Book Review: The Imperfectionists, by Tom Rachman

Nores on a Scandal: Tom Rachman’s sparkling first novel of flawed and fragile characters at an English-language newspaper in Rome

Tom Rachman, author of The Imperfectionists and former correspondent for AP; here in 2010 | Photo: Kirsty Wigglesworth – AP

Ex–Pats Make News

The Imperfectionists by Tom Rachman is the kind of debut that would-be novelists envy (at least this one does). It’s insightful and entertaining, funny yet poignant. The writing crackles with wit, and every page offers spot-on observations of the human condition as wry as they are compassionate. It’s impossible not to be charmed by Rachman’s sharply drawn cast of flawed and insecure characters, whose lives are inextricably entwined with an English-language newspaper published in Rome — “that daily report on the idiocy and the brilliance of the species.”

Even the novel’s structure is clever. Each chapter centers on a different member of the newspaper staff, from the obituary writer to the editor in chief, as well as its most dedicated reader. Their overlapping stories reveal the rivalries and jockeying for position, the brown-nosing and backbiting, the puerile humor and gossip of the newsroom. As one character memorably puts it, “Journalism is a bunch of dorks pretending to be alpha males.”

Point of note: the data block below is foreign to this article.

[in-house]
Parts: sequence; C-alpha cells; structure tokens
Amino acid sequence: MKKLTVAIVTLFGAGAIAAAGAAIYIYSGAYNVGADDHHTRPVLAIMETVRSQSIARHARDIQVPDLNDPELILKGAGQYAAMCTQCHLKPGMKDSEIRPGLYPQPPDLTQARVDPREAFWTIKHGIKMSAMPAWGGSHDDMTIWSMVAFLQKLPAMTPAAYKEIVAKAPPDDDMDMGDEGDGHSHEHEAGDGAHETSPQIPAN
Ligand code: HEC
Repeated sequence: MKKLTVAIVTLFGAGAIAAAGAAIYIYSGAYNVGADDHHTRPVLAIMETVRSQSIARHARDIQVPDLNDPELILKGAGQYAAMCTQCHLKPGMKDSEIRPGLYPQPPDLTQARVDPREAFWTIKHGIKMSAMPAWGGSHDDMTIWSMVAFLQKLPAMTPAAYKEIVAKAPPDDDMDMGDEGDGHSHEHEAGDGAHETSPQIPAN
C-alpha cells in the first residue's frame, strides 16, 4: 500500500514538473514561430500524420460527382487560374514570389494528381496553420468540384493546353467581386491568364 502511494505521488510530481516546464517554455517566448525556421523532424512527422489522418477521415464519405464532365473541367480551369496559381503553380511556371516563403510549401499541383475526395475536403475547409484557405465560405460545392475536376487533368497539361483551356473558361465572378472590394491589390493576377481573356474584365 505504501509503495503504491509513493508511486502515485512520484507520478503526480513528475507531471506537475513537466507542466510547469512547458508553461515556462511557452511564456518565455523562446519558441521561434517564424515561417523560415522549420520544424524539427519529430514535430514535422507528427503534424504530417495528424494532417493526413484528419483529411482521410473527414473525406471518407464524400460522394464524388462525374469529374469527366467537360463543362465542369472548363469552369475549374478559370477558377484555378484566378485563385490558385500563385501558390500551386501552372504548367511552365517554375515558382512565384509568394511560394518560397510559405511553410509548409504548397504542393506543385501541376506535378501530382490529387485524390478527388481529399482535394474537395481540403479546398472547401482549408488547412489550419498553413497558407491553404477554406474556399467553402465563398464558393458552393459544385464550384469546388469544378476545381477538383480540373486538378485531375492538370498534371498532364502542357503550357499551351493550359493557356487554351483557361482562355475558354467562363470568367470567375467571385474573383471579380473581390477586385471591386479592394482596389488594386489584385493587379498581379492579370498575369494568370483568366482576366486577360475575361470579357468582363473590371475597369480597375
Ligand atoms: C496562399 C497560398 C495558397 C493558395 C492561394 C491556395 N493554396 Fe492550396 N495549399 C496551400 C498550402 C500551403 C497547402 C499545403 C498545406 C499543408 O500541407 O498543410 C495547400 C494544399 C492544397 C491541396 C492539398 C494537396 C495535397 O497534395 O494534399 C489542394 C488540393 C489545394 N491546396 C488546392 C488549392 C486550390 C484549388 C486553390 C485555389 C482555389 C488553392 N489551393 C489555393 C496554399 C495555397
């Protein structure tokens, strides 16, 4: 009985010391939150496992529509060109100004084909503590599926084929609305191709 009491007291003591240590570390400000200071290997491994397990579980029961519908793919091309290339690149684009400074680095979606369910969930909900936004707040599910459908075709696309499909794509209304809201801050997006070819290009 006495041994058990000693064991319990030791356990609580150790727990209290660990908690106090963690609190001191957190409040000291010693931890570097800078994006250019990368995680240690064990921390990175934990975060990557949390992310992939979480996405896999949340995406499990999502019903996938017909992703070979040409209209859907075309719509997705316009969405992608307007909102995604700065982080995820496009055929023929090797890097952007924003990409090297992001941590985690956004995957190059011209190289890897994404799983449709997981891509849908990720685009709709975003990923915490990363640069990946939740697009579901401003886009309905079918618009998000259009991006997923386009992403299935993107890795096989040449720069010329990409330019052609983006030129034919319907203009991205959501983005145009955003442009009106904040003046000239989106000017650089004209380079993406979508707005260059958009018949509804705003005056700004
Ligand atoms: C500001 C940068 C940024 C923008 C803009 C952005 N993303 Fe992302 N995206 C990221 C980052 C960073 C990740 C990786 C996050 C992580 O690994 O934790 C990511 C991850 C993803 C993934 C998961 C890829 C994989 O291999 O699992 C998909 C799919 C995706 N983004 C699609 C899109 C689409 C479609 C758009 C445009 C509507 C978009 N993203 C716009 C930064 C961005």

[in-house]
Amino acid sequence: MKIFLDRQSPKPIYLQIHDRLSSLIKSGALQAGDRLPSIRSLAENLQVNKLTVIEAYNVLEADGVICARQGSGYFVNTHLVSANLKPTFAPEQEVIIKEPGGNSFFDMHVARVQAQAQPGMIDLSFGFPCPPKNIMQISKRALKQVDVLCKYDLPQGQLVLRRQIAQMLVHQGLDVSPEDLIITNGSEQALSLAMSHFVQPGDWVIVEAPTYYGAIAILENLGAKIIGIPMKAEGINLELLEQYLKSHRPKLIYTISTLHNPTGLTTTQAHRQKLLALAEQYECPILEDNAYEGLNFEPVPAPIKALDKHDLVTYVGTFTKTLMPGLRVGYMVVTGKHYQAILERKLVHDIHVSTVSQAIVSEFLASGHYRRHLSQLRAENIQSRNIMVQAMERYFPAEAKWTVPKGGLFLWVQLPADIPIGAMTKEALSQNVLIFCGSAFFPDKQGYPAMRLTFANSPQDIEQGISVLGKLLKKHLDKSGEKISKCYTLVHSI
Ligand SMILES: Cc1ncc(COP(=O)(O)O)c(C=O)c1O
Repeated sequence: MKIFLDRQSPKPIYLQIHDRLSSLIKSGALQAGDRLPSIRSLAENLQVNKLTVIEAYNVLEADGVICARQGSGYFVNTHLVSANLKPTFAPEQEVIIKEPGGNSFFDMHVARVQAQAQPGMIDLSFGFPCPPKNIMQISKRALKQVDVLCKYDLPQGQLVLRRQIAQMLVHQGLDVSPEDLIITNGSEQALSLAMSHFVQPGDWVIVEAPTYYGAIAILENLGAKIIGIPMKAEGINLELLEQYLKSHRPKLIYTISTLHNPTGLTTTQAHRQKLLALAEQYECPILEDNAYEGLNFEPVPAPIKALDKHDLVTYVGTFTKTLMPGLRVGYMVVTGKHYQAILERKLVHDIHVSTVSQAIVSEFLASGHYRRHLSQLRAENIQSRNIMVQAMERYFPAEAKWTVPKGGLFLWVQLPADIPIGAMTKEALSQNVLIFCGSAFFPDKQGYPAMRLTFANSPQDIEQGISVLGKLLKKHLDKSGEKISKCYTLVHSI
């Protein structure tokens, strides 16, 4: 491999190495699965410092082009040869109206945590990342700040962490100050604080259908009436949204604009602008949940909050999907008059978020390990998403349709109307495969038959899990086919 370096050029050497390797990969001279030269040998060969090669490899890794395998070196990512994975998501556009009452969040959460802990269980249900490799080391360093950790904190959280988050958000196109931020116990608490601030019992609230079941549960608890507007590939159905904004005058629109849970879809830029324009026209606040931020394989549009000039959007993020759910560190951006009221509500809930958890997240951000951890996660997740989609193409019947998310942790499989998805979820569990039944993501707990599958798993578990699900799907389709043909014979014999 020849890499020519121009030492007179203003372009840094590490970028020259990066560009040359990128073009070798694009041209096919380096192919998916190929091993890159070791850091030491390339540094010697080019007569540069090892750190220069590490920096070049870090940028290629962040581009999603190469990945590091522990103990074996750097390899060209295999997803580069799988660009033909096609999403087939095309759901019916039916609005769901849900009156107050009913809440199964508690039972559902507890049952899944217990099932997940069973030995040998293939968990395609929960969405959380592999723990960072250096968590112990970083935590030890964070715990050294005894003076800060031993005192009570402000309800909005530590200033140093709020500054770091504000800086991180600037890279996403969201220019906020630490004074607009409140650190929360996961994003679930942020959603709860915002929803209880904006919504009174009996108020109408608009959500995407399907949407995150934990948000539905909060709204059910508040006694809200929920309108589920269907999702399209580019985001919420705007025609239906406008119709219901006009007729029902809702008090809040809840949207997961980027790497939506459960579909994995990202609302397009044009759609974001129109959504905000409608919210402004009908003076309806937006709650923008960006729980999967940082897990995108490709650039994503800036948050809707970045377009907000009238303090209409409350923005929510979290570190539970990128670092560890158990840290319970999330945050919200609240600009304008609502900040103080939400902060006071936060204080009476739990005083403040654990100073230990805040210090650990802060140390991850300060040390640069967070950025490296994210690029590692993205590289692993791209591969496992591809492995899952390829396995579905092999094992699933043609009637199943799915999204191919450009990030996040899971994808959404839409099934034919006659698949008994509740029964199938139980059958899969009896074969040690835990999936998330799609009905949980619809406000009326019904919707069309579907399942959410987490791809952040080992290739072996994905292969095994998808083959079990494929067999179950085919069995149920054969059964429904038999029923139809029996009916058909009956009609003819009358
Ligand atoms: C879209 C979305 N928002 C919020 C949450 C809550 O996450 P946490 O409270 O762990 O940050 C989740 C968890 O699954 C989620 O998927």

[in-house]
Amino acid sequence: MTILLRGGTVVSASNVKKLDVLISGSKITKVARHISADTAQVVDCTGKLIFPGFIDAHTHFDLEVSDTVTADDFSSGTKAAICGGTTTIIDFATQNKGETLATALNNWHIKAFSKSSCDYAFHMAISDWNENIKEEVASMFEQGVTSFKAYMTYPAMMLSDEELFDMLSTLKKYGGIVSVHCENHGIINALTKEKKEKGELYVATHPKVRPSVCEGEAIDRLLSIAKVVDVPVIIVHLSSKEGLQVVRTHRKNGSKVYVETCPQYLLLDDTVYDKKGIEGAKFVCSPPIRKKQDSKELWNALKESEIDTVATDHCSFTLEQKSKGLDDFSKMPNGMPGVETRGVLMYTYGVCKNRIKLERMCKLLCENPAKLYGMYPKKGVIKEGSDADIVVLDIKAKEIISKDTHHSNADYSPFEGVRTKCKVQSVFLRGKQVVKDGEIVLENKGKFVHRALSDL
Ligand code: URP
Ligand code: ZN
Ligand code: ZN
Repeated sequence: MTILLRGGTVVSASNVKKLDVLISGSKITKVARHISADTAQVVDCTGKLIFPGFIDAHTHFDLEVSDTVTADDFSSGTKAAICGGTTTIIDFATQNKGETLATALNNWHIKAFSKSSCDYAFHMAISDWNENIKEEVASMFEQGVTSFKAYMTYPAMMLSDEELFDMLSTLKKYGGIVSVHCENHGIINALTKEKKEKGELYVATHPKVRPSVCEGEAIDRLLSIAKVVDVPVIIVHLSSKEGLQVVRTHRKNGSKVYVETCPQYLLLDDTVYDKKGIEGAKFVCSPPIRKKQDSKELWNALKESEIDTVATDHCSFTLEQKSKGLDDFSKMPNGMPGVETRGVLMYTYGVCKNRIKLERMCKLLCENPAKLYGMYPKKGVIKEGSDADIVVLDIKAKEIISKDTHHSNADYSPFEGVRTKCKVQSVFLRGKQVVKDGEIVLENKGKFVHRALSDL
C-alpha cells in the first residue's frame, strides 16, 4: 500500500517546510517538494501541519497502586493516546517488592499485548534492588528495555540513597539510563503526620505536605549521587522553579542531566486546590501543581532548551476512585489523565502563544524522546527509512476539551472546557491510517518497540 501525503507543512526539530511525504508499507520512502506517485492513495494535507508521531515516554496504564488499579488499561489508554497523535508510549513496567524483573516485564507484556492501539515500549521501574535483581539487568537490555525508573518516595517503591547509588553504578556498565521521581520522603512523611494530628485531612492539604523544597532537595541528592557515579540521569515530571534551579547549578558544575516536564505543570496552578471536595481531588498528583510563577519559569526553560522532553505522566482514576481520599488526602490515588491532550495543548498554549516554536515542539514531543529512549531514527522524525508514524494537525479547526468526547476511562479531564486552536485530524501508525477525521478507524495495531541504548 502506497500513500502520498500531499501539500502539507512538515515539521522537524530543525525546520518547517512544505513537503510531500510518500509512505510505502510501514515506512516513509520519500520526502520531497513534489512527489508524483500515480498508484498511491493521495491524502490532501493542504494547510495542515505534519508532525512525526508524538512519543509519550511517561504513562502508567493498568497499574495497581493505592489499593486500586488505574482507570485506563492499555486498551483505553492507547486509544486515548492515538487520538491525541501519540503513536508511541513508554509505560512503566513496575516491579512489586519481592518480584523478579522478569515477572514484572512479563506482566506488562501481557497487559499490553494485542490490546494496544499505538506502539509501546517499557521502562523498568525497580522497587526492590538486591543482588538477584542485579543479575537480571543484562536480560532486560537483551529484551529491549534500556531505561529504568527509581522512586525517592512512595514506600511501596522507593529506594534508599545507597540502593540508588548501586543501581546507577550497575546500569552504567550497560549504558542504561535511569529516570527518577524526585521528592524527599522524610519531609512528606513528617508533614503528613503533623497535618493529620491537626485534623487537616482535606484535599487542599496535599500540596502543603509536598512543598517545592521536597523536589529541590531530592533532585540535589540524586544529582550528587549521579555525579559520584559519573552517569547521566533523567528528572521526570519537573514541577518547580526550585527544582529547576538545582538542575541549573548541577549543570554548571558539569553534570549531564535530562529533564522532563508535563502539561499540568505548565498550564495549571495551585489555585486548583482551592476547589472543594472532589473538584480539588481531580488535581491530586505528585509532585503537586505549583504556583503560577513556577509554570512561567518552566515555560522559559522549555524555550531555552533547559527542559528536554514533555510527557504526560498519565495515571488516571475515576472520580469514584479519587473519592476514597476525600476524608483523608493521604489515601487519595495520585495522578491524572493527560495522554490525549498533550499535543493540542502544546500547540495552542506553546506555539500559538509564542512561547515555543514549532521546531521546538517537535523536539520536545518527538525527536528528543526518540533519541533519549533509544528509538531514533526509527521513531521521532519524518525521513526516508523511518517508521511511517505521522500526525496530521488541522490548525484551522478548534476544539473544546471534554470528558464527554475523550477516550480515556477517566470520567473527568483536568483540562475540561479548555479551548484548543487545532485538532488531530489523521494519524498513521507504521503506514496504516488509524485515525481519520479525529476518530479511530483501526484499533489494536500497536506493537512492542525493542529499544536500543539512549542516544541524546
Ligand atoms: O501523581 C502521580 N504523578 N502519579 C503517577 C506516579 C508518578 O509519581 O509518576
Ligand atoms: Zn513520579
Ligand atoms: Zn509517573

Rachman knows his turf: born in London and raised in Vancouver, he is a former journalist who worked in Rome, Paris, India and Sri Lanka. Thanks to his insider’s perspective, he knows that for his characters, the newspaper is not a world within a world—it is the world.

It is also their lifeline. And an albatross.

Founded by an enigmatic American millionaire in the 1950s, the paper now faces challenging 21st-century business conditions, including rising costs, falling readership, and growing competition from cable networks and the web. For its hard-charging editor in chief, Kathleen Solson, and her demoralized staff, every day the struggle to keep the paper afloat gets tougher.

Rachman’s observations of Expat life are just as trenchant and sardonic as his portrayal of the daily operations of the paper. A sign in the newspaper’s office states, “Outside is Italy.” Rome is a presence in The Imperfectionists, and there are several key Italian characters, but the Eternal City is more a backdrop than a central personality. This novel could have been set in any of the world’s grand metropolises that draw American expatriates.

Living abroad offers a chance to escape—from family, from heartbreak, from career blunders. It provides an opportunity for reinvention, a second (or third) chance to start over somewhere where your past is unknown and doesn’t matter. Professionally, it can be easier to become a big fish in a small, foreign pond than to compete with the sharks of New York or Washington or L.A. For some, living abroad affords a chance to live out a fantasy, or at least to let the folks back home think you’re leading a glamorous and exotic life.

But some simply can’t hack it. In the novel’s funniest chapter, young Winston Cheung has abandoned his Ph.D. studies in primatology to pursue a life of action and adventure as a foreign correspondent. We find him clueless in Cairo, where he gets stomped on by a real war reporter, a grizzled glory hound and mooch par excellence.